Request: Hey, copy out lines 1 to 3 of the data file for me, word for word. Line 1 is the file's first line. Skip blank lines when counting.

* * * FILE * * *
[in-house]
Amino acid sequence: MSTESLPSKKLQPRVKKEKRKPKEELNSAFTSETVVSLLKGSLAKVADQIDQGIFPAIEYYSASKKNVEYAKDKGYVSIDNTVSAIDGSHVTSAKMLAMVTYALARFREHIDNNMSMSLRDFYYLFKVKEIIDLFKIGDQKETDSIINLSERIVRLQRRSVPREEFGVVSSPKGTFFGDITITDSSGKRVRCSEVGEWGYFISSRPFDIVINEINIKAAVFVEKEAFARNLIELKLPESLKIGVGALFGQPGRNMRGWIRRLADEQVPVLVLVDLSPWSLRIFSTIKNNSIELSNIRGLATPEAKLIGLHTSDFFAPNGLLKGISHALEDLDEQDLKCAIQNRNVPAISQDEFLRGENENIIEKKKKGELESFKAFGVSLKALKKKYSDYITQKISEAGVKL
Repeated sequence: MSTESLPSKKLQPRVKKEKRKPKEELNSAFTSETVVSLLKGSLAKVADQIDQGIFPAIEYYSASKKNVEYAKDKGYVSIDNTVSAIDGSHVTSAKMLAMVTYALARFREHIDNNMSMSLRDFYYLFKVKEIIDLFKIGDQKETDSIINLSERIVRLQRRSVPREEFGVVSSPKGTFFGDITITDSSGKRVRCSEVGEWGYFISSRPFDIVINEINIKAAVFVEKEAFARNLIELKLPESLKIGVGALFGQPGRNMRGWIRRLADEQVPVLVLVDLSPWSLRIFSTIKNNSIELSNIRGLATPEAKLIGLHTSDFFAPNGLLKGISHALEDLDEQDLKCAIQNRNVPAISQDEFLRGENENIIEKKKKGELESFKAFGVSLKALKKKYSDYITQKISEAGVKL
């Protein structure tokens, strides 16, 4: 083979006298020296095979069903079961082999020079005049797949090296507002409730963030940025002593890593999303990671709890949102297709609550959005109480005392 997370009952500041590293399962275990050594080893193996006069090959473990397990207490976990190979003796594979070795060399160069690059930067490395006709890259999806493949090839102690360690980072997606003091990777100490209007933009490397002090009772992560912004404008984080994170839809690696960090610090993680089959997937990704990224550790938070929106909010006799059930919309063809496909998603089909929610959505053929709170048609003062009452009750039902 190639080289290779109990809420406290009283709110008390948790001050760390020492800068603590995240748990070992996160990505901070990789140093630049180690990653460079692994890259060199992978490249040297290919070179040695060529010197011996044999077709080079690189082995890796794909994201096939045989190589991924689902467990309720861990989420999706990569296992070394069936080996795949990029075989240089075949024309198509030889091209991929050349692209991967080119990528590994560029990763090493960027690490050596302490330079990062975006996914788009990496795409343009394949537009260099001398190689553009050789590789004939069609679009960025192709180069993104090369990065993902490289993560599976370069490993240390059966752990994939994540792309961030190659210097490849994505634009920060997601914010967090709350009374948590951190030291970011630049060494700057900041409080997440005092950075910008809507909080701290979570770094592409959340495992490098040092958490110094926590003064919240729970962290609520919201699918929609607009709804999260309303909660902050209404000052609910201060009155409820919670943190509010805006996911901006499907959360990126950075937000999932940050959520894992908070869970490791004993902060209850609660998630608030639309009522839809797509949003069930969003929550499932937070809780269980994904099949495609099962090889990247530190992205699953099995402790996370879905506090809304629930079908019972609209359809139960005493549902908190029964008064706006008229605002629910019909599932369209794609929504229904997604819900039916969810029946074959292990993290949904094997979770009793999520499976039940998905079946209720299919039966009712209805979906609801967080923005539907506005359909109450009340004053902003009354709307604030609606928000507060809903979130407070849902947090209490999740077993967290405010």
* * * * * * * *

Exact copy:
[in-house]
Amino acid sequence: MSTESLPSKKLQPRVKKEKRKPKEELNSAFTSETVVSLLKGSLAKVADQIDQGIFPAIEYYSASKKNVEYAKDKGYVSIDNTVSAIDGSHVTSAKMLAMVTYALARFREHIDNNMSMSLRDFYYLFKVKEIIDLFKIGDQKETDSIINLSERIVRLQRRSVPREEFGVVSSPKGTFFGDITITDSSGKRVRCSEVGEWGYFISSRPFDIVINEINIKAAVFVEKEAFARNLIELKLPESLKIGVGALFGQPGRNMRGWIRRLADEQVPVLVLVDLSPWSLRIFSTIKNNSIELSNIRGLATPEAKLIGLHTSDFFAPNGLLKGISHALEDLDEQDLKCAIQNRNVPAISQDEFLRGENENIIEKKKKGELESFKAFGVSLKALKKKYSDYITQKISEAGVKL
Repeated sequence: MSTESLPSKKLQPRVKKEKRKPKEELNSAFTSETVVSLLKGSLAKVADQIDQGIFPAIEYYSASKKNVEYAKDKGYVSIDNTVSAIDGSHVTSAKMLAMVTYALARFREHIDNNMSMSLRDFYYLFKVKEIIDLFKIGDQKETDSIINLSERIVRLQRRSVPREEFGVVSSPKGTFFGDITITDSSGKRVRCSEVGEWGYFISSRPFDIVINEINIKAAVFVEKEAFARNLIELKLPESLKIGVGALFGQPGRNMRGWIRRLADEQVPVLVLVDLSPWSLRIFSTIKNNSIELSNIRGLATPEAKLIGLHTSDFFAPNGLLKGISHALEDLDEQDLKCAIQNRNVPAISQDEFLRGENENIIEKKKKGELESFKAFGVSLKALKKKYSDYITQKISEAGVKL